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CROP Hunger Walk organizers give thanks

CROP Walk committee members write, “A warm thank you to communities of the Mid Columbia for supporting the recent Columbia Gorge CROP Hunger Walk. We thank the 81 walkers representing ten area churches, as well as those who walked as individuals.

Locals participate in global rhino-elephant march

Hood River participated as the only Oregon event in last weekend’s Global March for Elephants and Rhinos. Some cities also rallied for tigers and lions as citizens spread awareness to the rapid decline of iconic species, mostly due to increased poaching in wildlife trafficking.

Gratitude goes out for acts of help and hospitality

“In appreciation for Providence Hood River Hospital, I want to express my gratitude for the kindest and best care one could imagine while a patient recently,” writes Marcy Nordwall.

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Harvest Quilt fundraiser on now

The Harvest Quilt is a yearly community fundraiser for a local non-profit. This year, Hood River Adopt A Dog is honored to be the recipient of the quilt and is raising money by selling raffle tickets. The quilt is being shown around town and tickets are being sold at ETC — Every Thread Counts — and at Gorge Dog and Hood River Adopt A Dog, 3910 Heron Drive, in Odell. Tickets are 1 for $2, 3 for $5, or 7 for $10.

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A wish and a zip: Hawks Ridge residents enjoy adventure aloft

Three residents of Hawks Ridge Assisted Living in Hood River wanted to go on a zip line, so after some research by staff, they headed to Skamania Zip Tours, located at the Skamania Resort Lodge, on Sept. 8 .

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Roots and Branches: Reviving ‘Nisei picnic’: What’s old can be new again

Saturday evening kindled fond memories of a Japanese tradition we let slip away decades ago.

Parkhurst Place supports fire fighters

Residents and staff of Parkhurst Place Assisted Living have put together care packages for firefighters “battling the front line fires near John Day, Ore.,” reports Community Relations Manager Terri Hansen.

Roots and Branches: Everyone needs a Circle of Love

Circles have aroused powerful feelings in mankind throughout time. They are the simplest of form whose imagery evokes continuous connection of past to present, present to future, across generations. Circles are found in all cultures often used to illustrate the meaning of infinity, their structure having neither beginning nor end. Like a well-worn wedding band, they are symbolic of lasting relationships, never perfect in shape, silken to the touch, beget by years of turning and stroking when worry, fear, or pain separates one from the joy of life.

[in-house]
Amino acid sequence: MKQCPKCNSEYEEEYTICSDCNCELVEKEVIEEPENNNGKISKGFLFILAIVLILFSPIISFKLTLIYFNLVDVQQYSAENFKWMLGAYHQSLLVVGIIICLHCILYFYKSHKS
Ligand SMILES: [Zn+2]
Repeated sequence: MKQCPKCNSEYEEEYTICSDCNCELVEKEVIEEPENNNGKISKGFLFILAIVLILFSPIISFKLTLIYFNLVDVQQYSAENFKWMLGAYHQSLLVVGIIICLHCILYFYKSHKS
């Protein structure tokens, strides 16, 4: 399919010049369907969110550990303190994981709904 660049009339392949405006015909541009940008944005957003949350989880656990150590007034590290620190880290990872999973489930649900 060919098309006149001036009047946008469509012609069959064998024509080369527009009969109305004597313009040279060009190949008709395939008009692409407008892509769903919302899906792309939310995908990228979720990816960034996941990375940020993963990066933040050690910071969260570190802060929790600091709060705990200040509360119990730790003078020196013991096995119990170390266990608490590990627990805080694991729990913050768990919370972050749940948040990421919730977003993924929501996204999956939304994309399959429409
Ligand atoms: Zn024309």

Cascade Observations: Looking back, looking ahead

I was driving a 14-year old boy around the valley the other day, taking a brief afternoon tour.

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The Porch for Aug. 29

KUMARI UPDATE: Peter Marbach, a Hood River photographer and friend of Kumari, Nepal, takes his message of help to the flagship store of the L.L. Bean, in Freetown, Maine on Aug. 28.

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Roots and Branches: Memories around the mochi stump

Family has been the predominant theme these last two months on the Willow Flat front.

Cascade Observations: Looking for a Calling

These days, “calling” someone usually means pulling out a cell phone from a pocket or purse, rapidly typing a message in abbreviated “text” format using nothing more than two thumbs, or talking “face to face” or better said “screen to screen” via Face Time.

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The Porch for Aug. 8

WELL SAID: “Where I am not understood, it shall be concluded that something very useful and profound is couched underneath.” — Jonathan Swift

Roots and Branches: A close and colorful clan

We are in the frenetic moments of last minute preparations for the Yasui family reunion, a gathering I first learned about 45 years ago when Flip and I tied the knot.

Community invited to Lila May’s party Friday

The July 31 prom-birthday party for Lila May Schow, who is about to turn 5, will be in the Butler Bank Building, 301 Oak St., starting at 6 p.m.